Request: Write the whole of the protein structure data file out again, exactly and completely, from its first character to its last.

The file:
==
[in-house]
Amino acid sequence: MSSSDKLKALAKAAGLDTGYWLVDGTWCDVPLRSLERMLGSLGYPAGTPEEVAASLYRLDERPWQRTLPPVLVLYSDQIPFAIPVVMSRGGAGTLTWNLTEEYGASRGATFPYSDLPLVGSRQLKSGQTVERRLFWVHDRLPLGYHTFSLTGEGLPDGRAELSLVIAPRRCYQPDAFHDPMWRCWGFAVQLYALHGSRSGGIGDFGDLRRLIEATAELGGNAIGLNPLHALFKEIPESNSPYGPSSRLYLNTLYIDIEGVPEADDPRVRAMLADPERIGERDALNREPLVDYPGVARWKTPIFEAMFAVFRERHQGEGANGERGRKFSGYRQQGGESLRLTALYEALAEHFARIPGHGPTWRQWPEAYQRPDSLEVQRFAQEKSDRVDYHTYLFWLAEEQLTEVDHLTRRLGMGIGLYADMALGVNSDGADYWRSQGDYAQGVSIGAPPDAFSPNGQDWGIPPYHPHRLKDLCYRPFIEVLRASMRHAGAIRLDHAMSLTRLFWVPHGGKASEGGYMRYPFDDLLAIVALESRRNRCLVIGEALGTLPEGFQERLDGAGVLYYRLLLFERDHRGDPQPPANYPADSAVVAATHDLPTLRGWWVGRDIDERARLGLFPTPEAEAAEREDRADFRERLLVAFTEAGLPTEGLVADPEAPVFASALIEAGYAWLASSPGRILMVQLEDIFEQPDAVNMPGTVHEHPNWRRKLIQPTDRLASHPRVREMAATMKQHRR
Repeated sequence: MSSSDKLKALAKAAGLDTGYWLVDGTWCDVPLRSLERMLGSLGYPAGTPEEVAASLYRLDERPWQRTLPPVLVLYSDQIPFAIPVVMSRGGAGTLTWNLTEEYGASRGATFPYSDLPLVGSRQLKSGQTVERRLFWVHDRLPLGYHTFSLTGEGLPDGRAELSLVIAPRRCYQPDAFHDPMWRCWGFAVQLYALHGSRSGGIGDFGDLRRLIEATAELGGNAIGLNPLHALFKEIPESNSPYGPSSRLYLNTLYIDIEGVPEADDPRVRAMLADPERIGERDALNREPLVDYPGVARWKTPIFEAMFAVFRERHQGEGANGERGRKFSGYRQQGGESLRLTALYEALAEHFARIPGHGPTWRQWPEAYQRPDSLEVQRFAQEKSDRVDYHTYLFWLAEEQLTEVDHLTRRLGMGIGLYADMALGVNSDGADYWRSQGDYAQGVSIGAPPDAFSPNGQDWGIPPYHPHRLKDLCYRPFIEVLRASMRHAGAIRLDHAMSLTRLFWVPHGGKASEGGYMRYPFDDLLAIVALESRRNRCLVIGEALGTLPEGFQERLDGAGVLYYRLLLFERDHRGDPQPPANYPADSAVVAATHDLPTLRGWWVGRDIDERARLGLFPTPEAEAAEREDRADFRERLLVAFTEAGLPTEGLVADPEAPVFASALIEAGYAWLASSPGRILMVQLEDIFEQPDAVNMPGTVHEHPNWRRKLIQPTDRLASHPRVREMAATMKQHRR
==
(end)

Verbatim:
[in-house]
Amino acid sequence: MSSSDKLKALAKAAGLDTGYWLVDGTWCDVPLRSLERMLGSLGYPAGTPEEVAASLYRLDERPWQRTLPPVLVLYSDQIPFAIPVVMSRGGAGTLTWNLTEEYGASRGATFPYSDLPLVGSRQLKSGQTVERRLFWVHDRLPLGYHTFSLTGEGLPDGRAELSLVIAPRRCYQPDAFHDPMWRCWGFAVQLYALHGSRSGGIGDFGDLRRLIEATAELGGNAIGLNPLHALFKEIPESNSPYGPSSRLYLNTLYIDIEGVPEADDPRVRAMLADPERIGERDALNREPLVDYPGVARWKTPIFEAMFAVFRERHQGEGANGERGRKFSGYRQQGGESLRLTALYEALAEHFARIPGHGPTWRQWPEAYQRPDSLEVQRFAQEKSDRVDYHTYLFWLAEEQLTEVDHLTRRLGMGIGLYADMALGVNSDGADYWRSQGDYAQGVSIGAPPDAFSPNGQDWGIPPYHPHRLKDLCYRPFIEVLRASMRHAGAIRLDHAMSLTRLFWVPHGGKASEGGYMRYPFDDLLAIVALESRRNRCLVIGEALGTLPEGFQERLDGAGVLYYRLLLFERDHRGDPQPPANYPADSAVVAATHDLPTLRGWWVGRDIDERARLGLFPTPEAEAAEREDRADFRERLLVAFTEAGLPTEGLVADPEAPVFASALIEAGYAWLASSPGRILMVQLEDIFEQPDAVNMPGTVHEHPNWRRKLIQPTDRLASHPRVREMAATMKQHRR
Repeated sequence: MSSSDKLKALAKAAGLDTGYWLVDGTWCDVPLRSLERMLGSLGYPAGTPEEVAASLYRLDERPWQRTLPPVLVLYSDQIPFAIPVVMSRGGAGTLTWNLTEEYGASRGATFPYSDLPLVGSRQLKSGQTVERRLFWVHDRLPLGYHTFSLTGEGLPDGRAELSLVIAPRRCYQPDAFHDPMWRCWGFAVQLYALHGSRSGGIGDFGDLRRLIEATAELGGNAIGLNPLHALFKEIPESNSPYGPSSRLYLNTLYIDIEGVPEADDPRVRAMLADPERIGERDALNREPLVDYPGVARWKTPIFEAMFAVFRERHQGEGANGERGRKFSGYRQQGGESLRLTALYEALAEHFARIPGHGPTWRQWPEAYQRPDSLEVQRFAQEKSDRVDYHTYLFWLAEEQLTEVDHLTRRLGMGIGLYADMALGVNSDGADYWRSQGDYAQGVSIGAPPDAFSPNGQDWGIPPYHPHRLKDLCYRPFIEVLRASMRHAGAIRLDHAMSLTRLFWVPHGGKASEGGYMRYPFDDLLAIVALESRRNRCLVIGEALGTLPEGFQERLDGAGVLYYRLLLFERDHRGDPQPPANYPADSAVVAATHDLPTLRGWWVGRDIDERARLGLFPTPEAEAAEREDRADFRERLLVAFTEAGLPTEGLVADPEAPVFASALIEAGYAWLASSPGRILMVQLEDIFEQPDAVNMPGTVHEHPNWRRKLIQPTDRLASHPRVREMAATMKQHRR